Looking to get in some trail time over the long holiday weekend? There are several sections of the Pacific Crest Trail in Oregon that make for easy weekend getaways. Each of the following locations are easily accessible, often have few crowds, and can be hiked in two to three days.
Cascade Crest: Tipsoo Pass
Spend your weekend bagging the highest point that the PCT reaches in all of Oregon and Washington—7,560-foot Tipsoo Pass. The pass offers limited views, but a short hike to the summit of 8,034-foot Tipsoo Peak presents big panos of Oregon’s southern Cascades.
DAY 1: Start at the North Crater trailhead on OR 138 and hike east to connect with the PCT. Turn north and hike 8.1 miles into the Mount Thielsen Wilderness, where the trail rounds the jagged spire to Thielsen Creek Camp. Set up your basecamp for the weekend. DAY 2: Dayhike 4.6 miles north on the PCT, flanking Sawtooth Ridge and Howlock Mountain; the trail crosses pleasant pocket meadows with plenty of nice views. When you reach the pass, marked by a posted sign, look for a bootpath that strikes off northwest toward the red, cindery peak. Connect with the Tipsoo Pass Trail for the final ascent to the view-packed summit. When finished, return to your camp. DAY 3: Retrace your steps on the PCT, now south, to head back to your starting trailhead. If you want another big view, consider scrambling to the top of 9,182-foot Mount Thielsen, affectionately known as the “lightning rod of the Cascades.”
Round trip: 27 miles
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Willamette Pass: Diamond Peak Loop
Spend your weekend on a half-circuit of this stunning and remote wilderness area. You’ll take in gurgling streams, forested lakes, parklike meadows, old-growth forest and one of the most spectacular mountain traverses in all of Oregon.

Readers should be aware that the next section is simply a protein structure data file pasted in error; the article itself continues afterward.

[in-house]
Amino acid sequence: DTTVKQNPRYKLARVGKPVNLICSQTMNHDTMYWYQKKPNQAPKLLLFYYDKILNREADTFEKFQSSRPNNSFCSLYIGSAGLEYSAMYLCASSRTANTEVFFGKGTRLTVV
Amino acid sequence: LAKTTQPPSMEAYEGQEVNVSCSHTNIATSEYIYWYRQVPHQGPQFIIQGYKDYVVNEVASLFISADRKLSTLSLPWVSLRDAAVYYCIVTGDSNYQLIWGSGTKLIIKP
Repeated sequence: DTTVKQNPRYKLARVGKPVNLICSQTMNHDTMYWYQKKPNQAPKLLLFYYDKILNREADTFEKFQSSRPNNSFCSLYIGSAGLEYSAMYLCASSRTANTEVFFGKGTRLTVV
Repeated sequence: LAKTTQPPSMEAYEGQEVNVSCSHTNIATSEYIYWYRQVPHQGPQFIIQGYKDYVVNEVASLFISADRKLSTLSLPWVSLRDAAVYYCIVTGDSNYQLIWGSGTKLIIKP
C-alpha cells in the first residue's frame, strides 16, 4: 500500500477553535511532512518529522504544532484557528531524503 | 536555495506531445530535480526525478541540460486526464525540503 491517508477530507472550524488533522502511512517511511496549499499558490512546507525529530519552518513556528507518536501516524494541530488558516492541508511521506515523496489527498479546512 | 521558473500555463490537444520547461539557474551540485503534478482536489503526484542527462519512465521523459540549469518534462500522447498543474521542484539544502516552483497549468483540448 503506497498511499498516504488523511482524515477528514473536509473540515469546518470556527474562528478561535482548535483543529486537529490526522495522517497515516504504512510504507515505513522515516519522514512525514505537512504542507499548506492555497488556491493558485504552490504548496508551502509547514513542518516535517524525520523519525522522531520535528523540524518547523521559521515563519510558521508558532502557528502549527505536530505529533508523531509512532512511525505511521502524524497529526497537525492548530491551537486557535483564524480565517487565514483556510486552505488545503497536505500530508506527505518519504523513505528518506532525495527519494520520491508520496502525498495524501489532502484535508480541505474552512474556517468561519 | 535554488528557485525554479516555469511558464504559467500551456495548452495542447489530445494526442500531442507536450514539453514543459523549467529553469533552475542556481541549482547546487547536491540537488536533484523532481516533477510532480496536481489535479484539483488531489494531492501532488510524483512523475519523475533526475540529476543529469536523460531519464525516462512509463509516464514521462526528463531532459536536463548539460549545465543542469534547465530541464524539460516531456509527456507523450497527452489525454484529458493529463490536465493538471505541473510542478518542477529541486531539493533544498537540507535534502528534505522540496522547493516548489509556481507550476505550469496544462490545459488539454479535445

DAY 1: Start at the Willamette Pass trailhead on OR 58. Walk back to OR 58, cross carefully, then jog east to OR 5810; proceed down the road for 2 miles to the Shelter Cove Resort. Pick up the Whitefish Creek Trail (part of the old Oregon Skyline Trail; OST) on the west side of the road and begin climbing through lodgepole forest alongside Trapper Creek. The trail proceeds west, then south, for 5 miles to picturesque Diamond View Lake. Soak in the scene and find a place to drop your gear for the night. DAY 2: Pack up and continue south on the OST for 1 mile to the Crater Butte Trail; turn right (west) and begin steadily gaining elevation for 5 miles to circuit Crater Butte and connect with the PCT; turn right (north) on the PCT and continue gaining elevation for another 1.4 miles to a hairpin turn with a great view south over Summit Lake. Now proceed to traverse the view-packed, exposed lower slopes of Diamond Peak for the next 4.3 miles to a large pond, where a few campsites can be found hidden in the trees. Pick a spot and call it a day. DAY 3: Continue heading north on the PCT for 8.6 miles. You’ll descend through forested Cascade Lakes country, skirt Mount Yoran and cross Pengra Pass. Proceed across OR 58, then take the spur trail down to the trailhead and your waiting vehicle.